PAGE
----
Third place and the bronze medal went to Russian racer Egor Tutmin. Tutmin skied the first of the three 2.5 k laps the fastest and shot clean during the prone stage. However, after two penalties standing, he finished 18.0 seconds back from the race winner’s time.
Two Canadians competed in Sunday’s event, including Ben Churchill and Leo Grandbois.
Churchill finished in 17th overall (+1:35.5) with one penalty (1+0). Grandbois placed 22nd (+1:58.6) after missing two shots during the standing stage.
The American men also had two competitors in Sunday’s 7.5 k sprint, Vasek Cervenka and Eli Nielsen.
Cervenka was the first American across the line in 36th place (+2:50.7) after skiing four penalties (1+3). Nielsen finished one minute and 7.4 seconds after Cervenka in 46th, (+3:58.1) after a total of six penalties (2+4).
With perfect shooting on Sunday, Germany’s Juliane Fruehwirt won the women’s 6 k sprint event, covering the 3 x 2 k course in a time of 18:23.5.
Norwegian skier Marthe Krakstad Johansen was the next closest contender for the gold medal. After missing one shot standing, Johansen finished in second place, 5.6 seconds behind Fruehwirt’s time.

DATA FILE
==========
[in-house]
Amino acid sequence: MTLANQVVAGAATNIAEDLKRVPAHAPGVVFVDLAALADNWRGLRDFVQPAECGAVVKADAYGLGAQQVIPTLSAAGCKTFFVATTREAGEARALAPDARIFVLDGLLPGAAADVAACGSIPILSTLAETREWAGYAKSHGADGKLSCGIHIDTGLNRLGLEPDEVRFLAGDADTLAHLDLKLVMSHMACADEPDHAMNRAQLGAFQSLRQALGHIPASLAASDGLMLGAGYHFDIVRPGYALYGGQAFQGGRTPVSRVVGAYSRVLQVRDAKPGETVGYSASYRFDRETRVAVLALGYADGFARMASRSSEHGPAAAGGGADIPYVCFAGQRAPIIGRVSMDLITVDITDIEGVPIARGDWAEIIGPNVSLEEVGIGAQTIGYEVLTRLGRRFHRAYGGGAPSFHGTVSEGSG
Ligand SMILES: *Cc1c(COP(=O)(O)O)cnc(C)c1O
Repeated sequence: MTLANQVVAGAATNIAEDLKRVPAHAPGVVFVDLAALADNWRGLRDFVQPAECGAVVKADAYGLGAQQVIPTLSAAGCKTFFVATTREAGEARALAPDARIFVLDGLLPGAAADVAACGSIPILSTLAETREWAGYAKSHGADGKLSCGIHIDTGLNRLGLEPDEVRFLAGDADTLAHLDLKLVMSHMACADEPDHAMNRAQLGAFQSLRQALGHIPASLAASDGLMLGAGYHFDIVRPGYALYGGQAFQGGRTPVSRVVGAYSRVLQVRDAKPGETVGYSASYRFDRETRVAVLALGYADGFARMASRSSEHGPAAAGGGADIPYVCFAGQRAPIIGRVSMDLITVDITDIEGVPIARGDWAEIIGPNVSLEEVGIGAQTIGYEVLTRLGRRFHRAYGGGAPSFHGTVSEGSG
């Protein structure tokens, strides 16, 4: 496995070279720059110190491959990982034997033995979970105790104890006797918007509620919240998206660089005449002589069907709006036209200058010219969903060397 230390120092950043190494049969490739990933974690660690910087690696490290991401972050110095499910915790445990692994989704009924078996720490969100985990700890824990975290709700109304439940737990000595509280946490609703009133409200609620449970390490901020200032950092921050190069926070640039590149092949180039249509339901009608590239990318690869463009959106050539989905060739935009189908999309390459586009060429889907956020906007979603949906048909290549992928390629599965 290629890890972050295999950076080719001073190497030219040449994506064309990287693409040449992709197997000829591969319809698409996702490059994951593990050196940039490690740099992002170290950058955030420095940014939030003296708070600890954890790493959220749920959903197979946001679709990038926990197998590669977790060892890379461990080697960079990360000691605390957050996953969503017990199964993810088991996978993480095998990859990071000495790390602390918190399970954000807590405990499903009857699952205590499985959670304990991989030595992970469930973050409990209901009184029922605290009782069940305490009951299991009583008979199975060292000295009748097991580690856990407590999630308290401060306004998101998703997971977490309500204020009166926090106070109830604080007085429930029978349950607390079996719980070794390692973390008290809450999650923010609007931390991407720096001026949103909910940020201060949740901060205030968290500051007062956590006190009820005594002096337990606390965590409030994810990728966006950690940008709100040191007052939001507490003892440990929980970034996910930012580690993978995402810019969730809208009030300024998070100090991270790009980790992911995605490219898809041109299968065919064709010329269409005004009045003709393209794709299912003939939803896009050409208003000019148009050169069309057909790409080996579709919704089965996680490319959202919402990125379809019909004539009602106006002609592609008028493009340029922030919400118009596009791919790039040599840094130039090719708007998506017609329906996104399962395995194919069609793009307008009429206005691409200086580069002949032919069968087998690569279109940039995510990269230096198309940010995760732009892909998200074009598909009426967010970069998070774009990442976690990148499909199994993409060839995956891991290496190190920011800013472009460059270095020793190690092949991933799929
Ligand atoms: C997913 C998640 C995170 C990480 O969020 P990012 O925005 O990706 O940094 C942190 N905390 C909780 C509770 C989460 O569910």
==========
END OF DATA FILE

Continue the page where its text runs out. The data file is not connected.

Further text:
Rounding out the women’s podium finishers on Sunday was bronze medalist Arina Pantova of Kazakhstan. After two penalties (1+1), Pantova completed the course 17.1 seconds behind Fruehwirt.
American Amanda Kautzer cracked the top 10 on Sunday and finished in 10th overall (+58.9) after skiing two penalties (1+1). U.S. skier Chloe Levins missed the top 20 by 1.7 seconds, and finished in 22nd overall with a clean round of prone shooting, but two standing penalties.
After cleaning both the prone and standing stages, Canada’s Gillian Gowling finished 30th (+2:27.8). Her Canadian teammate, Tekarra Banser finished 14.4 seconds later in 35th (2:42.2) after two penalties (0+2).
Day 3: Levins Just Outside of the Medals, Fourth in Pursuit
Monday marked the third day of the YOG and the second set of biathlon races with the 7.5 /10 k pursuits.
The women’s 7.5 k pursuit event saw Ukraine’s Khrystyna Dmytrenko at the top of Monday’s podium.
Starting 26 seconds back from Sunday’s race winner, Dmytrenko missed two shots during her first stage of prone shooting and then cleaned the rest of her shots to finish the 5 x 1.5 k course in a time of 25:12.9.
In a photo finish, Norway’s Johansen bested France’s Lou Jeanmonnot Laurent by one tenth of a second. Johansen finished 7.5 seconds behind Dmytreno after skiing four penalties (2+0+1+1). Jeanmonnot Laurent finished 7.6 seconds off of Dymtrenko’s time after missing two shots standing (0+0+1+1).
With perfect shooting, American Chloe Levins finished in fourth overall (+34.7), just outside of medal contention.